1. @Kathy, Well, I agree, I was never sporty, but liked to wander. Let us all praise the mystifiedly besotted;).

  11. Mardel, you got it right. The men I have enjoyed the most in my life were attracted to my independence, love of a good hamburger and live music. I was and still am a no-frills girl. I don’t feel invisible (although I’m not looking) because the ones who can only see youth are not interesting to me. The issue has always been the scarcity of men whose attentions I would like to have. :)

  12. As women we are fortunate to be able to express both our feminine and masculines sides openly. We are able to be fully human. Society is not quite as accepting of men expressing any femininity although attitudes are progressing perhaps. It would be a shame to give up the freedom we women have to be fully expressive…no matter if our leanings are to one extreme or the other or are androgenous. I personally feel more tomboy than girly girl and am over 50 as well, but I relish all aspects of my femininity and age will not induce me to change any of it.
    As to being “invisible”…I do relish that. Sorry to sound immodest, but I have always been attractive to men and I’ve never liked the attention, never liked being observed even though I’ve always been self-confident. Life is much more comfortable now that I don’t feel like everyone is staring.

  13. Well, being 61, I am aware of the fact that men no longer check me out. Frankly, I don’t care. It’s unfortunate that women lose confidence in themselves because men aren’t looking at them. In the full time RV community there are numerous examples of women who have said to hell with that, sold their houses, bought RVs and are now living a life they love on their own terms. All women should position themselves for that time in their lives. Never depend on a man for money or self worth.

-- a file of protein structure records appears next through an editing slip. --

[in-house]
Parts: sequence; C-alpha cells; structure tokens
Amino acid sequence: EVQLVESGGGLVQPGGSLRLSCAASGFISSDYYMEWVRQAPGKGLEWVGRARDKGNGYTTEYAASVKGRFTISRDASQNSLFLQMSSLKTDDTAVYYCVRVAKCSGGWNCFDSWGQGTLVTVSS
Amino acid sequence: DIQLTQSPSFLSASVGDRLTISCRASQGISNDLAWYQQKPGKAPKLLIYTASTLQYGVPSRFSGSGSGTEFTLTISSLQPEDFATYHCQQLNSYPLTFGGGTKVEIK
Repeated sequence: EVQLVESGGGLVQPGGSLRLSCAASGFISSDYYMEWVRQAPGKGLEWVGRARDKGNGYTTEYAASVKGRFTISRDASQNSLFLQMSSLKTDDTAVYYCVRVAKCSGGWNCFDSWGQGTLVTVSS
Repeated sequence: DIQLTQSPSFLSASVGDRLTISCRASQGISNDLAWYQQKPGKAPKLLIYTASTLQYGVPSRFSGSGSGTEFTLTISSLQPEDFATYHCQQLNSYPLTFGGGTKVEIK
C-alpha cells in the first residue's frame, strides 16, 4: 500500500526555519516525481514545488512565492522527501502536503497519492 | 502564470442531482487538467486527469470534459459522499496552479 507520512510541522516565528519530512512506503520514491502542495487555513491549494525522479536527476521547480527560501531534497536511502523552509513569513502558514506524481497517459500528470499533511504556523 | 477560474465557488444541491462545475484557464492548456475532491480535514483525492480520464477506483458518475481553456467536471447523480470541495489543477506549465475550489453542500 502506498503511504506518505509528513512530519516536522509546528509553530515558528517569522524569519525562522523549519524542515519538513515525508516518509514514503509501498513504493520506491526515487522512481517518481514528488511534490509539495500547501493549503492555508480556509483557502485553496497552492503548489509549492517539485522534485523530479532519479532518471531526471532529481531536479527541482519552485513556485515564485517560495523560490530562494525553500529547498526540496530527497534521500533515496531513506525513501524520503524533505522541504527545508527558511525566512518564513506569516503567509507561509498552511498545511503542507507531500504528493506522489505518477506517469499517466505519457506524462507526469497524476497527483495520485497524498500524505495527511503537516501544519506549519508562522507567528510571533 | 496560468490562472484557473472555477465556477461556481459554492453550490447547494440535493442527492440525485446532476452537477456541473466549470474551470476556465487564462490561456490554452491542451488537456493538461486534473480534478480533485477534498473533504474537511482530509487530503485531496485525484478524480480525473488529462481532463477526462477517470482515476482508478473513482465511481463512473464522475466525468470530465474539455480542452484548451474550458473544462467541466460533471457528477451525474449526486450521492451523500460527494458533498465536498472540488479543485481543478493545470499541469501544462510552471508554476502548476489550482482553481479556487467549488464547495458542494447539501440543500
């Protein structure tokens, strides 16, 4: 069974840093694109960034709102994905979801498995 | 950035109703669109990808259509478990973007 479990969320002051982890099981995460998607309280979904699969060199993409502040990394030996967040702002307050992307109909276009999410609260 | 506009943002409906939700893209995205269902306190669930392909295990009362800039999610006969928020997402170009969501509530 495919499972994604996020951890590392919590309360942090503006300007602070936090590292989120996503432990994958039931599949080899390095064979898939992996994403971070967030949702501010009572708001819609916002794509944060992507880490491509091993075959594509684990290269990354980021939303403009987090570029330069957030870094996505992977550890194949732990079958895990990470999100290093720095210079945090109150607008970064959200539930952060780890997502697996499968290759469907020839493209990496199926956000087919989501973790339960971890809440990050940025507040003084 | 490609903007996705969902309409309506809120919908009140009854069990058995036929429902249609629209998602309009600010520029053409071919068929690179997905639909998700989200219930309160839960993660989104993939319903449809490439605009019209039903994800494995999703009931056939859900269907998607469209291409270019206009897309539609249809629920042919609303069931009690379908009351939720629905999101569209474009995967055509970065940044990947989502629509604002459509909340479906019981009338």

14. I haven’t read any comments, but I want to say this: I’ve never been a tomboy and I love dressing in a feminine way. We are all different. And, I think that is a good thing. Some of us love being a tomboy and dressing like one, and others of us always look for the feminine clothing. (And, some of us would not look attractive dressed as a tomboy.)

    I am not one who looks for male attention at age 62. But, by the same token, I am happily married–as are you Lisa. I think that may make a difference.

    And, who can say that a man of 50 or beyond is not yearning to be noticed by women.

    1. @Susan, Yes, I will defend the right of those to dress not-tomboy too. I confess to have been reacting to comments on my post where I wore shorts and a blazer. And to years of feeling chided for my discomfort with some “feminine” behaviors. But I would not presume to dictate a change for others, only an inclusion of more.

  15. I am fairly certain you don’t WANT to be Queen For A Day. The contestants with the most pitiful story won. It required much hand-wringing and handkerchief-twisting and sob-storying. (Also? many hyphens…) Sturdy Gals Need Not Apply.

  16. I was thinking the other day about “feminine” and “female”, and here you’ve spoken my exact feelings about those words. And you’ve acknowledged the influence of discussions about gender identity exactly as I would have!